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  • Writer's pictureJena Ball

"Life isn't about waiting for the storm to pass. It's about learning how to dance in the rain." - Vivian Green

The numbers are staggering.

  • 32 million dead since the beginning of the HIV/AIDS epidemic

  • Approximately 37.9 million infected across the globe

  • Infection rates that continue to climb in 50 countries including Russia, South Africa, and Kazakhstan.

  • 37,832 newly diagnosed case of HIV in the United States in 2018, and the infection rate isn't falling.

But numbers aren't human. They're countable pieces of information that allow us to talk about something without having to feel - with so called objectively. This, I've come to realize, is how human beings keep from being overwhelmed by situations and events that seem beyond our control - that clamor for gut reactions and threaten to rip our hearts out. Caring - and by definition being concerned about the health, happiness, and well-being of those closest to us - is hard enough. How are we supposed to find the emotional bandwidth to care about people we don't know? Especially people whose beliefs and lifestyles are not ones we share?

I first started asking myself these questions back in 2008 when working as the creative lead on the National Library of Medicine's HIV/AIDS education project (Karuna) in the virtual world of Second Life. Today, as the COVID-19 pandemic rages on, I find myself asking them again. This time, however, there is no blaming or stigmatizing any one segment of the population. Oh, I know some are trying, but this virus doesn't discriminate. It's an equal opportunity infector, and I'm beginning to realize that's the point.

My questions today have to do with how to move forward. How do we help everyone heal? How can we make that healing universal and applicable not only to human beings but other living creatures and the planet as well? Because let's face it. We've been doing a pretty poor job of taking care of one another and Earth. We need new, more compassionate, and life-focused ways to move into the future.

Back in 2008, the answer to my questions was story. Human beings are storytellers. Narratives help us make sense of our world and others. They help us understand and dispel our fear of differences, take down walls, and find common ground.

I used story as the foundation for two projects in Second Life. The first was "The Uncle D Story Quest," an immersive 3D environment that allowed participants to walk into and explore the life of a man named Uncle D, a 40-something man living with HIV. There, they could visit his summer cottage (pictured above), hear his journals read aloud, play with his cat, and listen to his phone messages. In another part of the build, they could visit his office at the school where he taught and the medical clinic where he received his HIV treatments. At the clinic, they could examine his medical records, learn about the drugs available to treat HIV, and ask his doctor (a chat-bot) questions. Watch the video we made about the project here. In this way, participants learned to know and care about Uncle D as a person - to see him as more than a condition or a number.

The second project I created was the 3D AIDS Quilt (watch the video here). The tree in the middle contained a concert hall, an education center - where you could see a 3D version of the virus replicate itself (scary), and private meeting rooms for support groups. At the base of the tree was a garden

surrounded by the quilt itself. The quilt consisted of 60 rooms, each containing a 3D story about some aspect of the HIV/AIDS epidemic. Some participants chose to tell the stories of individuals. Others, like the HIV/AIDS orphanage in Africa, told the stories of whole groups of people affected by the epidemic. Each was unique and deeply moving. We had dozens of musicians and presenters use the concert hall to give performances and raise money for various HIV/AIDS related groups.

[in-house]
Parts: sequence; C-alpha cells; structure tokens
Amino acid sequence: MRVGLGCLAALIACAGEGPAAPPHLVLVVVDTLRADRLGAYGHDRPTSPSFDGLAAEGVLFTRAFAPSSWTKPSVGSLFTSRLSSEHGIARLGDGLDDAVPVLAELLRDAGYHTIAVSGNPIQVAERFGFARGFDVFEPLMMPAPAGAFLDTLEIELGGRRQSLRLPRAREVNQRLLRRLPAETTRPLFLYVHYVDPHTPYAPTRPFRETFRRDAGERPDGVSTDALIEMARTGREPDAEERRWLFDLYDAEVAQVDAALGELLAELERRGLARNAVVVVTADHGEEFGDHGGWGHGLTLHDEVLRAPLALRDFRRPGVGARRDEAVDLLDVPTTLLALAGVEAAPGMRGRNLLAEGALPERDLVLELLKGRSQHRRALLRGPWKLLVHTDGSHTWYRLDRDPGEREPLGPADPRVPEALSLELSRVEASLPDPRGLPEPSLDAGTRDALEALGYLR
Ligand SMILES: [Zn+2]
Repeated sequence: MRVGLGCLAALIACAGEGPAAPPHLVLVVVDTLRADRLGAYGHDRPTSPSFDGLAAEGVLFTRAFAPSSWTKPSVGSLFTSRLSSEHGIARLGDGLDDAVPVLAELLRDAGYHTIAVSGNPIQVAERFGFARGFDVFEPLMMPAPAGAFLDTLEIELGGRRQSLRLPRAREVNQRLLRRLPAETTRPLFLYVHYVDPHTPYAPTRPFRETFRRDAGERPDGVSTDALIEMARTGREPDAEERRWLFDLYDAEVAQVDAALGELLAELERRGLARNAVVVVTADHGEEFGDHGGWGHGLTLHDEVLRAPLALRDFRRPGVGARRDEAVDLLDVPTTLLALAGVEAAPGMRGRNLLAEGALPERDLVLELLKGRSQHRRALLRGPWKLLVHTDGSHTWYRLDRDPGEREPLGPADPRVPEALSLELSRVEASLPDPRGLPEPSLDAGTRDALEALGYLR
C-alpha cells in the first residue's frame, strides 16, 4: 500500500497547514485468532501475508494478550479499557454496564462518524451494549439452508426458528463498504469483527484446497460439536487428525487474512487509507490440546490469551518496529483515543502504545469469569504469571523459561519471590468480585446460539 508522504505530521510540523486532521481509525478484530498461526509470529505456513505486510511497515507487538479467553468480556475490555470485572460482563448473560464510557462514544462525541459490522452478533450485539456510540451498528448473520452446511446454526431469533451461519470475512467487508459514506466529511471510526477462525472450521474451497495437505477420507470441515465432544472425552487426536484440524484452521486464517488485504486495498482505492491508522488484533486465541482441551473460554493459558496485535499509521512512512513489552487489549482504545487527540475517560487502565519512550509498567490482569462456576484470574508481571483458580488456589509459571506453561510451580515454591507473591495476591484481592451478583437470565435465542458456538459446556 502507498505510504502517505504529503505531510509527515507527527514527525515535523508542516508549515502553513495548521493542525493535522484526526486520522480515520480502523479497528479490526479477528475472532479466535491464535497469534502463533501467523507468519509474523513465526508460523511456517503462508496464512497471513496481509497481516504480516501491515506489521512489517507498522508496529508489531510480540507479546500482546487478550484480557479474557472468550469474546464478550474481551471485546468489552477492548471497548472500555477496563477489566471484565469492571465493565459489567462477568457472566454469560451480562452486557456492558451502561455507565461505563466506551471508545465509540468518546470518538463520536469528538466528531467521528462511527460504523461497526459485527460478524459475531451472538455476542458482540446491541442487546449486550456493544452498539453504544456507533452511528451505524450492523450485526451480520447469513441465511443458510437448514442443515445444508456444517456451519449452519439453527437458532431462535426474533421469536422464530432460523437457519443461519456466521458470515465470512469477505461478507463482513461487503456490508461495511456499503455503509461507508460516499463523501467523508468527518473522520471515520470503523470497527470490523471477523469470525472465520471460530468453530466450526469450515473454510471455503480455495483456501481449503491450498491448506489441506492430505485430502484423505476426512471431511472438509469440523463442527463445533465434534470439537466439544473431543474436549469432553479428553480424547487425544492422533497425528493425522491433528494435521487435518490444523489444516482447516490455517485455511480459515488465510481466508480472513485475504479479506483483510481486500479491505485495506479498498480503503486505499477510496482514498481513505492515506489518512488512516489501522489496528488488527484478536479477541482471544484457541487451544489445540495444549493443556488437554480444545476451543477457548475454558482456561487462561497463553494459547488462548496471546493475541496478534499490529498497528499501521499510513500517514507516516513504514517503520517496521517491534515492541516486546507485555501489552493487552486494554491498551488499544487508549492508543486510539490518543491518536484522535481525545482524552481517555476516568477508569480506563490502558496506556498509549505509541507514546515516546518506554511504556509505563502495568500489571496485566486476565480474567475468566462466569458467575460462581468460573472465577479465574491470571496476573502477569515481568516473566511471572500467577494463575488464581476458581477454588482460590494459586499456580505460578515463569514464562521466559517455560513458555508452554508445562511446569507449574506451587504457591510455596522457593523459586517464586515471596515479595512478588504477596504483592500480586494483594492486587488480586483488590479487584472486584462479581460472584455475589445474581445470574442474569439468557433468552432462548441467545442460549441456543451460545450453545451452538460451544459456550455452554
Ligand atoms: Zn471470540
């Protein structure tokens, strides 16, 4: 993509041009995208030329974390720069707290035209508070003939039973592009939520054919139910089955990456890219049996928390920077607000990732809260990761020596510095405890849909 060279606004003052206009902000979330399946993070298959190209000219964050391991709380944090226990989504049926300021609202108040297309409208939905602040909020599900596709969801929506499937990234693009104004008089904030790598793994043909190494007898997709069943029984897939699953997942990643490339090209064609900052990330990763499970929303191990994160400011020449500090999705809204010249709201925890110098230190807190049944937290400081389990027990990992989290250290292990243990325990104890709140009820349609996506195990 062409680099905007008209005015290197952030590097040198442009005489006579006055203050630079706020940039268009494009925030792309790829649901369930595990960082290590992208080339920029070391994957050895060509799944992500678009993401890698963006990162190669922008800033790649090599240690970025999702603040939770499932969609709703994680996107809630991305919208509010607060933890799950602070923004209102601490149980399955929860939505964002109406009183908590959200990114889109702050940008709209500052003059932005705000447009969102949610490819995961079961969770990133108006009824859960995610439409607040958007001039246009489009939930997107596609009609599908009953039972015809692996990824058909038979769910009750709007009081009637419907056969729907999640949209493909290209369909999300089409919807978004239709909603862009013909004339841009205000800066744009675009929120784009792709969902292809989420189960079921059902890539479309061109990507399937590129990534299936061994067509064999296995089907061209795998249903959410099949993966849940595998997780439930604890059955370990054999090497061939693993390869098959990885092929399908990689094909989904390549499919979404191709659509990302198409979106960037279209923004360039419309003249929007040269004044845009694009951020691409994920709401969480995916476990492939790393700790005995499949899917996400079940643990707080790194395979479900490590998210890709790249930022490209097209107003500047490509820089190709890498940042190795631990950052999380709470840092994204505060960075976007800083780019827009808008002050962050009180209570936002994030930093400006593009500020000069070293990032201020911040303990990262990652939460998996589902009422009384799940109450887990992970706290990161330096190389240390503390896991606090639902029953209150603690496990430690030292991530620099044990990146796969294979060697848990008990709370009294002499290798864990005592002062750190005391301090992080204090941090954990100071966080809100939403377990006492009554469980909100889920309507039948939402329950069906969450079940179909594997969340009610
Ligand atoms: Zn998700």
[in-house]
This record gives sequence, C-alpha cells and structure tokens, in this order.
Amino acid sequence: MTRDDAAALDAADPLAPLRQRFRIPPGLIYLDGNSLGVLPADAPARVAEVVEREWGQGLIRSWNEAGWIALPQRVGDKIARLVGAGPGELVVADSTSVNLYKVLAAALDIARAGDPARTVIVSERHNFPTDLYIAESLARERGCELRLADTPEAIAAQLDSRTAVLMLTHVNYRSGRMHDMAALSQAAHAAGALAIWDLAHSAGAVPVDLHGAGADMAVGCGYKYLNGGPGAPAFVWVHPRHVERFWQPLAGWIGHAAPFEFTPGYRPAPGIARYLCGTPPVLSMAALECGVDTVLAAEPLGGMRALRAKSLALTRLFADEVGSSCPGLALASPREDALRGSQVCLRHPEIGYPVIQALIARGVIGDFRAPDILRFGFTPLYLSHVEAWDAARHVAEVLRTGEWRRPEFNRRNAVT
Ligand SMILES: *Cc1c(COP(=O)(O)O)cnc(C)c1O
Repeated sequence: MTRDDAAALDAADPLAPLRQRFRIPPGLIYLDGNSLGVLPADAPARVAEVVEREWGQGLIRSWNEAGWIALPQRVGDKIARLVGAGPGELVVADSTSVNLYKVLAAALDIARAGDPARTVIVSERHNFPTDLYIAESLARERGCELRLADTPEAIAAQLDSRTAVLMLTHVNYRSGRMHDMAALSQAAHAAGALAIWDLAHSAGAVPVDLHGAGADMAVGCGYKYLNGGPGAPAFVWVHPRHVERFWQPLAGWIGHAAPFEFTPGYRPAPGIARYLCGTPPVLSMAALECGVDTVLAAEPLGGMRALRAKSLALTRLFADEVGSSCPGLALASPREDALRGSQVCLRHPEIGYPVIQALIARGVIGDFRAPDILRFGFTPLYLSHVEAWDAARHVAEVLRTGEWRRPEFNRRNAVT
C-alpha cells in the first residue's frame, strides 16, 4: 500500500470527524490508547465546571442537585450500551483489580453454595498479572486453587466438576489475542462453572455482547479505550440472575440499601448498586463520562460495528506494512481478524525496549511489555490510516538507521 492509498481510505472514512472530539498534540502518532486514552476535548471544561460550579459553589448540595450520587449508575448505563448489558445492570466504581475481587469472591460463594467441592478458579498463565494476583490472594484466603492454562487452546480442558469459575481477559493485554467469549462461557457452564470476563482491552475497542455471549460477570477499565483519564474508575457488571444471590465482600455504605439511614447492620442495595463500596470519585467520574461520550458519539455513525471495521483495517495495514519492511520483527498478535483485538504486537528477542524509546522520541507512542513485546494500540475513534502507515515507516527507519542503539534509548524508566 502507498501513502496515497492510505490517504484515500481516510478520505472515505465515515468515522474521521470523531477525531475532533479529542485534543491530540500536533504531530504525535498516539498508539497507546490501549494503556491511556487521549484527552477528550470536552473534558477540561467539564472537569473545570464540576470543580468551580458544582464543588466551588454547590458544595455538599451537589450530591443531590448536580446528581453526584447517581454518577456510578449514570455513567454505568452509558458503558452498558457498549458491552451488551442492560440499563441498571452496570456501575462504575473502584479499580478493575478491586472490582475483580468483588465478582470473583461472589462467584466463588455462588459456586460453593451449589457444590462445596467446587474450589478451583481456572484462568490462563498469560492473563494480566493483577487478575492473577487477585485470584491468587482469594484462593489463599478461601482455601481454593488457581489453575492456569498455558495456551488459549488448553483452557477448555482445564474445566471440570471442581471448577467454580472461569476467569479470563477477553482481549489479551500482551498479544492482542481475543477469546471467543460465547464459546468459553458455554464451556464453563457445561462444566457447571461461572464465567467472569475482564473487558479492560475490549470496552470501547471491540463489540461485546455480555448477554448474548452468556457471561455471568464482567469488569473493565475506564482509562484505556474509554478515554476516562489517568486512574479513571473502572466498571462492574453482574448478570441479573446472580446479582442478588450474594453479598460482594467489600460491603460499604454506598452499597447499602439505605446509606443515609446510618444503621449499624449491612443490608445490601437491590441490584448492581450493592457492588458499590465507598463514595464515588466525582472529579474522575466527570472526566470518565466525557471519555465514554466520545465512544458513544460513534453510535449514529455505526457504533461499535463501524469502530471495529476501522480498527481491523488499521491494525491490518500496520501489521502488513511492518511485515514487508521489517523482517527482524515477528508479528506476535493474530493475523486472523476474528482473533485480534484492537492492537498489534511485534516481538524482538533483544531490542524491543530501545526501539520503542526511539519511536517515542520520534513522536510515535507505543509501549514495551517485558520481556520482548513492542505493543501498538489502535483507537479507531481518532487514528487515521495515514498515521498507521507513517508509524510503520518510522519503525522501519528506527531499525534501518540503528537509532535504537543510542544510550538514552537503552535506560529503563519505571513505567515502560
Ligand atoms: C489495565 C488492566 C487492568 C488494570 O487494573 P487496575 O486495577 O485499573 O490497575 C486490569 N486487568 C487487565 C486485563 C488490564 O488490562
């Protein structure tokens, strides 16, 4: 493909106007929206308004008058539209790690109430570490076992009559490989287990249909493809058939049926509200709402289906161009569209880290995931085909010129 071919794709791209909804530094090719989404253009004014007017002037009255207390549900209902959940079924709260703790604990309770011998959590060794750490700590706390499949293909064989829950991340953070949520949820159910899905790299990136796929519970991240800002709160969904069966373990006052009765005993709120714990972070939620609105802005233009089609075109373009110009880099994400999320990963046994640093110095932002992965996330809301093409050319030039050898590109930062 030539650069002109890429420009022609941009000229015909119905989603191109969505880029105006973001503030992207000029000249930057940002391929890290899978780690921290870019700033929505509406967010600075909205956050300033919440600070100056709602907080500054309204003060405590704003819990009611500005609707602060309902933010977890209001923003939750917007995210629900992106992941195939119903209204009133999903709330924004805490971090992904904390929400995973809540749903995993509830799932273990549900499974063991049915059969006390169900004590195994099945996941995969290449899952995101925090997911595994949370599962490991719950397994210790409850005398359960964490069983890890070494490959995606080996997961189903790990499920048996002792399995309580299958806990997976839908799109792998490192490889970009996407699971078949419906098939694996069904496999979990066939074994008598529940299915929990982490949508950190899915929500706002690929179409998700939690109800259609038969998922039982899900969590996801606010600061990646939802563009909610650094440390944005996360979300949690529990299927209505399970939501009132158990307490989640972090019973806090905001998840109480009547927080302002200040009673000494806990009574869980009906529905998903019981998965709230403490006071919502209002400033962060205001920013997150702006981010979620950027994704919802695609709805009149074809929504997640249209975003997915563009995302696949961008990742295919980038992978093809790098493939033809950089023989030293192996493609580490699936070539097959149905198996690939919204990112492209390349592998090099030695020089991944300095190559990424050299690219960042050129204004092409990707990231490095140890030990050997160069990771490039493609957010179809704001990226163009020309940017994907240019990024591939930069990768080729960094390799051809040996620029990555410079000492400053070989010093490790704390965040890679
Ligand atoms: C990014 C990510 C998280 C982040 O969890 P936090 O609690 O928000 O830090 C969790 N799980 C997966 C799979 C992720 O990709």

But the bottom line - the thing that connected both projects to the larger mission of Karuna was story.

Applying Lessons from the Past

Fast forward to 2020. I believe that story is the solution to many of the pressing questions we are asking one another today. We must find ways to connect with and comfort one another; to say the names of those we've lost and preserve their lives in story. But commemoration is not enough. All around us people are stepping up to the plate in extraordinary ways - doctors, nurses, food banks, teachers, performers, delivery people, farmers, and grocery clerks. Their generosity, courage, and commitment to others are stories with lessons that need to be heard, celebrated, and integrated into our collective awareness.

But even those stories are not enough. We must find a new story to tell about humanity as well. We must re-imagine how we interact with one another, with other living creatures, and the planet. We must acknowledge that we are just a tiny part of an enormous interconnected and interdependent web of life. We must tell these stories as if our lives depended on them, because they do.

P.S. I have an idea about how we might begin to accomplish this. Stay tuned!

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  • Writer's pictureJena Ball

“I write not because I have the strength to write, but because I do not have the strength to remain silent.” — Rav Avraham Yitzchok Kook zt’

In my last post I introduced you to an extraordinary avatar named Namav Abramovic. Namav's adventures and the impact he had on others in Second Life embody what I have found to be true about my own virtual experiences. Virtual reality is as real and relevant as our physical lives. In some cases it even empowers us to be more than we thought possible. That was certainly was true of Namav. But I'm getting ahead of myself. Back to the story...

Having accepted Namav's invitation to dance and talk, I changed back into human form and we headed to a quiet ballroom. There, I learned some important facts:

  • First, Namav's real name was Nick Dupree. He and his younger brother, Jamie Dupree, were born with a rare neuro-muscular disorder that left them unable to breathe or eat on their own. At the time we met, Nick was living in rural Alabama with his mother, brother, and grandmother.